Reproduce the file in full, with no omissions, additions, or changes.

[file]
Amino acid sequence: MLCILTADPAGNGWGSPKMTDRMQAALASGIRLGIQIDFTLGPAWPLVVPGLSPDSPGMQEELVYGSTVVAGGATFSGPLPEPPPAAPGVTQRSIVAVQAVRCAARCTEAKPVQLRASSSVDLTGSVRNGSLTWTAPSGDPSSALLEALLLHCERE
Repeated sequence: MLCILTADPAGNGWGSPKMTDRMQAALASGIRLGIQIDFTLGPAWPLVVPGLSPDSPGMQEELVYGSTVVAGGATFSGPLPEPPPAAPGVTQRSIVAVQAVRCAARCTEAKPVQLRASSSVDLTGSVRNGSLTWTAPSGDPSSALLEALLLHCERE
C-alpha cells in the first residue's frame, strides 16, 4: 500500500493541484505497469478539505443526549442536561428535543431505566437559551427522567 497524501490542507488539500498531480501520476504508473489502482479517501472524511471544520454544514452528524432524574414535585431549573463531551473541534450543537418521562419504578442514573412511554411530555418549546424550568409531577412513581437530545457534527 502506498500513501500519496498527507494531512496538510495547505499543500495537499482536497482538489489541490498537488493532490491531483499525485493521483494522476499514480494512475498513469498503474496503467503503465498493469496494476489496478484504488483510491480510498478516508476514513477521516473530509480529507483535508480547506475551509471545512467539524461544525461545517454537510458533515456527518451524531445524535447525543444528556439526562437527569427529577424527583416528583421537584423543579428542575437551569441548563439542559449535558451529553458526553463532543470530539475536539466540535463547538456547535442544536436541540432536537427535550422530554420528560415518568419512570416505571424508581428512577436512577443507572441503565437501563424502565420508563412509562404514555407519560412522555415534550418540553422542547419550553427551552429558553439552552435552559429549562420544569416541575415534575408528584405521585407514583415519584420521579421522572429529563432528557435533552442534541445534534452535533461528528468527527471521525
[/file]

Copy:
Amino acid sequence: MLCILTADPAGNGWGSPKMTDRMQAALASGIRLGIQIDFTLGPAWPLVVPGLSPDSPGMQEELVYGSTVVAGGATFSGPLPEPPPAAPGVTQRSIVAVQAVRCAARCTEAKPVQLRASSSVDLTGSVRNGSLTWTAPSGDPSSALLEALLLHCERE
Repeated sequence: MLCILTADPAGNGWGSPKMTDRMQAALASGIRLGIQIDFTLGPAWPLVVPGLSPDSPGMQEELVYGSTVVAGGATFSGPLPEPPPAAPGVTQRSIVAVQAVRCAARCTEAKPVQLRASSSVDLTGSVRNGSLTWTAPSGDPSSALLEALLLHCERE
C-alpha cells in the first residue's frame, strides 16, 4: 500500500493541484505497469478539505443526549442536561428535543431505566437559551427522567 497524501490542507488539500498531480501520476504508473489502482479517501472524511471544520454544514452528524432524574414535585431549573463531551473541534450543537418521562419504578442514573412511554411530555418549546424550568409531577412513581437530545457534527 502506498500513501500519496498527507494531512496538510495547505499543500495537499482536497482538489489541490498537488493532490491531483499525485493521483494522476499514480494512475498513469498503474496503467503503465498493469496494476489496478484504488483510491480510498478516508476514513477521516473530509480529507483535508480547506475551509471545512467539524461544525461545517454537510458533515456527518451524531445524535447525543444528556439526562437527569427529577424527583416528583421537584423543579428542575437551569441548563439542559449535558451529553458526553463532543470530539475536539466540535463547538456547535442544536436541540432536537427535550422530554420528560415518568419512570416505571424508581428512577436512577443507572441503565437501563424502565420508563412509562404514555407519560412522555415534550418540553422542547419550553427551552429558553439552552435552559429549562420544569416541575415534575408528584405521585407514583415519584420521579421522572429529563432528557435533552442534541445534534452535533461528528468527527471521525